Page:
Today’s age of imperial geopolitics has made it difficult for many people to appreciate the cooperative traditions in history that gave rise to the great discoveries and progress of humanity’s experience. From the ancient Silk Road uniting the east with the west in trade and cultural exchange for hundreds of years to the 7-9th century alliance of Christian, Jewish, Muslim civilisations, history has proven that humanity is much more than a Hobbesian animal- perpetually prejudiced to others, intolerant to differences and greedily “looking out for number one”. Although this mis-anthropic view of human nature has been carefully amplified by generations of imperial gatekeepers of history, philosophy, anthropology and sociology, the fact is that it is no more true than the theory that the earth is flat. Both theories (ie: “flat earth” and “Hobbesian beast-man”) both have the effect of crippling the powers of creative reason in the minds of its adherents, undermining the maturation of conscience in the hearts of its believers and has kept humanity chained to sets of ideas that act as self-regulating barriers between our “material selves” on the one side and our higher potentials for discovery and self improvement on the other. “Stay within your limited field of activity” says the master to its slaves, “and never dream of venturing too far outside your proscribed limits”. In this Rising Tide Foundation lecture, Matthew Ehret introduces the story of the little known Turkic kingdom of Khazaria which converted to Judaism in the mid 8th century and which served as a keystone of the Tang Dynasty’s Silk Road revival as well as intermediary between the beautiful ecumenical alliance of the Abbasid Dynasty’s great Caliph Haroun al Rashid and the Carolingian Dynasty’s leader Charlemagne. Within this class, the question is treated: how and why did this civilisation and broader ecumenical story get scrubbed out of history? How did the Venetian empire and other vestiges of the corrupt Roman Empire reorganise itself after Rome’s collapse and successfully undermine this peace of faiths by unleashing years of Crusades, Mongol invasions, inquisitions while simultaneously engineering a new bankers’ dictatorship after the 13th century that became a dominant force of evil in the world? How did such artists as Shakespeare, Christopher Marlowe and Schiller expose this side of the empire within their works in later years? This lecture is part of a larger ongoing series entitled “The Renaissance Principle in Universal History” and follows the previous week’s lecture “Life at the End of an Empire: St Augustine’s Fight to Save Platonic Chistianity” available here:… Further reading material can be found here: The Forgotten Jewish-Christian-Muslim Alliance and China’s Silk Road by Matthew Ehret… Charlemagne and the Ecumenical Principle (online book) by Pierre Beaudry…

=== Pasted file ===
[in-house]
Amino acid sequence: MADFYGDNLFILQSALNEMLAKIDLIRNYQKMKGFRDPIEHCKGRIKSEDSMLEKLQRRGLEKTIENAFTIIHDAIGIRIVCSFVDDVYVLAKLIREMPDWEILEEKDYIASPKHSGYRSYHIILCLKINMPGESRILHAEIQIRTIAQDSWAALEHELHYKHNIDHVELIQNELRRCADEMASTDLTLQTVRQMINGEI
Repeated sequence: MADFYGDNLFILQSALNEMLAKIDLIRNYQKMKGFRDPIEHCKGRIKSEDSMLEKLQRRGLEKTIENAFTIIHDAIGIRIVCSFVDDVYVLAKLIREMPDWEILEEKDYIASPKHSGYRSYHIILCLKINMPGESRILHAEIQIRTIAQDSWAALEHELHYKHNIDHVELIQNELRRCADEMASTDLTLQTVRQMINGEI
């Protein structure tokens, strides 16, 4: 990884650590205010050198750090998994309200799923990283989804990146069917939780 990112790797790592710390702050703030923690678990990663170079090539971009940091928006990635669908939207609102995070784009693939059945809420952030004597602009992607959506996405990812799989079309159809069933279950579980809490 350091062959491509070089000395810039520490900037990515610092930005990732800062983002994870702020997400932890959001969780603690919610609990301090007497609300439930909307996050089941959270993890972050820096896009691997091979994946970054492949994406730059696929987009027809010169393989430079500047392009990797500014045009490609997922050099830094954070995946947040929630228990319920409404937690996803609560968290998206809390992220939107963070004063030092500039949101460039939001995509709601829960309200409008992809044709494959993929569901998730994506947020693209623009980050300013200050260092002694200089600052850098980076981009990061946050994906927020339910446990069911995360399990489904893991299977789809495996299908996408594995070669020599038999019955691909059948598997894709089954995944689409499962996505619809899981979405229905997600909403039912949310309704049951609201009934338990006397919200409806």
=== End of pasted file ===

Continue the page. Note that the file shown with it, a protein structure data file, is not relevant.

What are the roots of Islam and how has this cultural/religious movement shaped universal history. What is it in Islam that defined the greatest up-shifts of wisdom, tolerance and learning while at other times led to war, division and decay? While this dual renaissance/dark age character is found among all of the world’s great cultures past and present, this Rising Tide Lecture delivered by Asad Wasti focuses in on Islam and the renaissance principle through the ages. Asad takes his audience through the rise of Islam in the early 7th century, the philosophical underpinnings of the Quran, the battle between the world of philosophy vs the strict religious literalists who have attempted to keep the mind locked forever in a cage of blind faith devoid of the reason God bestowed upon his Creation. Great thinkers like Al Farabi, Ibn Sina and others are introduced along this journey.

In this class, as part of the RTF lecture series “The Renaissance Principle Across the Ages”, Dr. Quan Le discusses the principles of Confucianism through a dialectic discussion on the nature of mind, understanding, and how one commences the journey towards wisdom.

In this final lecture of the Rising Tide Foundation series “The Renaissance Principle Across the Ages”, David Gosselin (editor-in-chief of the Chained Muse) introduces the life and times of Dante Alighieri. David asks and answers the question: how did Dante create a unified Italian language and shape a new epoch of poetic composition which uplifted the moral and cognitive powers of the population in such a manner (and during such a dark period of the medieval ages) that a renaissance could spring forth within several generations in Italy?